The current study investigated the association between SES and MetS in Chinese adults, using the indicators of education, personal monthly income and household monthly income. Since gender differences have been observed in the relationship between socioeconomic position and CVD risk factors, we stratify the analyses by gender. The differences of SES on MetS between men and women were obvious. As for men, after multivariate adjustments, although the odds ratios for MetS increased with higher SES levels, the associations between them were not statistically significant. However, as for women, inverse associations were shown between SES and MetS. To be exact, the ORs decreased with higher SES levels. Lower SES was associated with a high risk for MetS among women but not in men. This was similar to other finding in Korea
] and Portugal
Generally, the prevalence of MetS varied between men and women too. It increased slightly with higher SES for men, while for women it showed an inverse association with SES. And the prevalence of each component of MetS among SES level was also different between men and women. These results were similar to those of Korean National Health and Nutrition Examination
] in terms of overall MetS prevalence, abdominal obesity, high blood pressure and high blood glucose. However, as for high TG and low HDL, they presented obvious differences. For Chinese men, prevalence of high TG and low HDL increased with upgrading SES levels, while in Korea that of high TG and low HDL fluctuated a little among different SES levels. And for Korean women, the prevalence of high TG and low HDL decreased with increasing income, while that of high TG and low HDL showed no significant fluctuation for Chinese women. The reasons for the differences may lie in the fact that during the special economic transition period, Chinese men with higher SES had much more ability and opportunity to consume rich-in-fat foods, which can result in higher TG and lower HDL and Chinese women tend to be more concerned about their fitness. Studies found that income was positively associated with the consumption of snacks and excessive fried food and SES played a vital role in the early stage of eating behavior transition in China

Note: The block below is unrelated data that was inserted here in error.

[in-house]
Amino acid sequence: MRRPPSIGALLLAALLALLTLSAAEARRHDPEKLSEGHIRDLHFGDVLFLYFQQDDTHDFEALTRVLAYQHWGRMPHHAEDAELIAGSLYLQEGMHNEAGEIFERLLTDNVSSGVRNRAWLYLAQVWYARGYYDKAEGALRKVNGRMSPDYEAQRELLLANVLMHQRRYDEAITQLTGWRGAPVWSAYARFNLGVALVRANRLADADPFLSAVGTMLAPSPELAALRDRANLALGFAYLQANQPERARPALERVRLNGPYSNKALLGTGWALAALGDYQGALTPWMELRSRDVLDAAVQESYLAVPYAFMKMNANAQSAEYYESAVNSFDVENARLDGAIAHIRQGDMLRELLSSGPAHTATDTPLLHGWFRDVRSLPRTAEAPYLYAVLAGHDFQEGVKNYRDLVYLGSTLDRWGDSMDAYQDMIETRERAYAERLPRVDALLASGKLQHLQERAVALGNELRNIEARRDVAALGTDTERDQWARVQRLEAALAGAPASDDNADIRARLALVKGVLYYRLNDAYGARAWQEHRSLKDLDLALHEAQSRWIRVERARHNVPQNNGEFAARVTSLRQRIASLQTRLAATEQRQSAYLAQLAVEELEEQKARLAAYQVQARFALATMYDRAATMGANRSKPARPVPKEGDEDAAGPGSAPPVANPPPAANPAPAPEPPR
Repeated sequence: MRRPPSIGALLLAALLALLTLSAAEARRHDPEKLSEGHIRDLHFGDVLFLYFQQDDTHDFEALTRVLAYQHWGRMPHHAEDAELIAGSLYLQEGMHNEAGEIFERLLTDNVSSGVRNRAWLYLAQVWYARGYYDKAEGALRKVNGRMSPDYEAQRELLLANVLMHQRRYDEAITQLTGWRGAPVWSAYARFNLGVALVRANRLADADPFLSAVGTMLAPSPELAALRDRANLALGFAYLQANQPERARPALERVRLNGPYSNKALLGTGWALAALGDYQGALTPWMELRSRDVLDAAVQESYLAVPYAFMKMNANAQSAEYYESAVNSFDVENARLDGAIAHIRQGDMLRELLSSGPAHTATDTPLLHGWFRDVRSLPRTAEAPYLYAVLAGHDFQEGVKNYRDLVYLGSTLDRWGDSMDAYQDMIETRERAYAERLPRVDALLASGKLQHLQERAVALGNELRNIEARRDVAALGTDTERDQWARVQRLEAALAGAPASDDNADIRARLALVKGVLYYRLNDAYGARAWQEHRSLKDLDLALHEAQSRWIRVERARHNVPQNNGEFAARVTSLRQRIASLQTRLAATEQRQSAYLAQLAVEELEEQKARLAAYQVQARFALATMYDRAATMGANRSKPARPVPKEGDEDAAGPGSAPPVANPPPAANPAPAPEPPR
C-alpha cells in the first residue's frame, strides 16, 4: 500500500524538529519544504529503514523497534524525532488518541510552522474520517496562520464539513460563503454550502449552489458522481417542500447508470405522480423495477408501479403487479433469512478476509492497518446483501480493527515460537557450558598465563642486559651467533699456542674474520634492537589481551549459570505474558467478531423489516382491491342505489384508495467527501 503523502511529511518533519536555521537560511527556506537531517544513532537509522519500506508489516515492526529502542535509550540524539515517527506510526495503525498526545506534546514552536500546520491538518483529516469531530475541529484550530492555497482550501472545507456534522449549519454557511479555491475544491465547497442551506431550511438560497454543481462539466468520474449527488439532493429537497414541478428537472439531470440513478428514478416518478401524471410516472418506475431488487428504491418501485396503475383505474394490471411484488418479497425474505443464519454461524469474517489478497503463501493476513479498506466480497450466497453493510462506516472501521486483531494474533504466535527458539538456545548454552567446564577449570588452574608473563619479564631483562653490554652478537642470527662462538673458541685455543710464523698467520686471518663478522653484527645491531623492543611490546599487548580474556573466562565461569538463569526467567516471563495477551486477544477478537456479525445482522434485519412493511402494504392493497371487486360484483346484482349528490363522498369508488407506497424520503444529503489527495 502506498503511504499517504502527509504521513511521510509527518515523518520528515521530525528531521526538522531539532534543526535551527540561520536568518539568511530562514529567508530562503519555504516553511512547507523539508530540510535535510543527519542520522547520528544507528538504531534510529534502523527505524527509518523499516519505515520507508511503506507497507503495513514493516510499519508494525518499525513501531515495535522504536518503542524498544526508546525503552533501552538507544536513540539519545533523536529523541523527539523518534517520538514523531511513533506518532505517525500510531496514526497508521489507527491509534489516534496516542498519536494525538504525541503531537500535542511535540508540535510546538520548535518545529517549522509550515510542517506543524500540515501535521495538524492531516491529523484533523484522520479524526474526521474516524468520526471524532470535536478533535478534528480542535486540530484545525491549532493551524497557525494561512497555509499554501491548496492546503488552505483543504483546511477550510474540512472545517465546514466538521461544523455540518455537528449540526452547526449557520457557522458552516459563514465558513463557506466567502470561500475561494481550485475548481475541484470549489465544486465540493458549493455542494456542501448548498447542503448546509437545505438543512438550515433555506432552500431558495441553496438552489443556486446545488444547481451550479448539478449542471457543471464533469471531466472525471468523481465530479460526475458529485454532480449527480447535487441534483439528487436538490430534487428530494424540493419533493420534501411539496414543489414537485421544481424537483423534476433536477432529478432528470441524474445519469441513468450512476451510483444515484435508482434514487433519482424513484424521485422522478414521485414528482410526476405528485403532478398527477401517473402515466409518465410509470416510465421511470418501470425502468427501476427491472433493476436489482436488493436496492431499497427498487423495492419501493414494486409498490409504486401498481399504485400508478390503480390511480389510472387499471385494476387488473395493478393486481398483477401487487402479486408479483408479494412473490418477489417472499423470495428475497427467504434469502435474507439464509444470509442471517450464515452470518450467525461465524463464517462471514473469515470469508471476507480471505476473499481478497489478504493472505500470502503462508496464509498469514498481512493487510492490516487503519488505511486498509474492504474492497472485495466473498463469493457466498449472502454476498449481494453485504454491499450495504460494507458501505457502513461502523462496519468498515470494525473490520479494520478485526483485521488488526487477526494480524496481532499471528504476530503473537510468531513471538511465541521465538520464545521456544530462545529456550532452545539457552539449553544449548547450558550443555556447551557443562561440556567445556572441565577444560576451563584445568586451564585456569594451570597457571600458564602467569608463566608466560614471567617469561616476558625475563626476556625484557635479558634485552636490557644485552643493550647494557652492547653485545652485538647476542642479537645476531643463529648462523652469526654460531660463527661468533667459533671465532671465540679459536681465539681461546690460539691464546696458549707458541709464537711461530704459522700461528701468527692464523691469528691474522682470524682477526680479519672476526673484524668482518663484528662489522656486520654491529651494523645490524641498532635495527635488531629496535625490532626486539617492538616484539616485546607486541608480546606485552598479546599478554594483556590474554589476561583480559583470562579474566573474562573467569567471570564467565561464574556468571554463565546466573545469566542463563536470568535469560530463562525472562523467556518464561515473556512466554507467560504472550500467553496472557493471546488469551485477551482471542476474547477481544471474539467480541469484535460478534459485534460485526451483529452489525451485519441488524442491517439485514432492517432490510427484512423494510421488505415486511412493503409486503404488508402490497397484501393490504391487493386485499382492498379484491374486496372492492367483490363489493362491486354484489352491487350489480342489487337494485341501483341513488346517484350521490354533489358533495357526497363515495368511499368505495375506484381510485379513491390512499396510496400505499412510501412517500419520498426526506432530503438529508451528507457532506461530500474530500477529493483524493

The possible mechanism for the impacts of SES on MetS may through individual’s unhealthy behaviors, such as smoking and drinking. Those with lower SES tended to be more likely to smoke and drink. In addition to that, smoking and drinking are both risk factors for cardiovascular diseases. This would further aggravate the potential risks to develop MetS.
Education has been found to be associated with MetS in many studies
]. The significance that education is a strong predictor of health lies in that education may affect life-style behaviors, psychosocial attitude, accessibility to health services, and economically advantageous surroundings
]. In China, education plays a special role for those with lower SES. It was instrumental to upgrade children belonging to the disadvantageous group to higher SES level, thus increasing their intergenerational income mobility
The importance of income, income inequality, and their associations with health has been discussed in many literatures
]. In our studies, we found significant association between personal monthly income or household monthly income and MetS after the multivariate adjustments for women but not for men. And income inequality was found to be associated with unequal access to health care and morbidity
]. Apart from that, high income inequality increased the probability of health compromising behavior such as smoking and alcohol consumption
], which were both risk factors for MetS.
Additionally, psychosocial stress may be considered as another factor caused by SES in the prevalence of MetS. Lower SES was usually associated with higher levels of cortisol
], which was the risk factor for hypertension
]. These findings might provide an alternative mechanism for the effects of SES on MetS. China is now in the great transition phase for economic and social structure. The polarization of SES, the rising expenditures for foods, education, medical care and housing prices may result in psychological stresses, especially among those with lower SES. This may further aggravate health inequality and diseases associated with MetS.
Apart from that, several factors may contribute to the gender differences in the association between SES and MetS. Women may experience a greater degree of discrimination in all spheres of life (e.g. labor market, pay, household work etc.), and women of low SES might have worse living conditions than low SES men
]. Additionally, women of low SES are exposed to a range of stressors compared to either high SES women or low SES men.
The limitations of our study included the cross-sectional nature and a possible deficiency of causal inferences. In addition, as the information about SES was self-reported, some residents may not provide the precise income. However, the large sample of population represented for Beijing residents, and this enabled us to draw inferences of the association between SES and MetS among community residents in Beijing.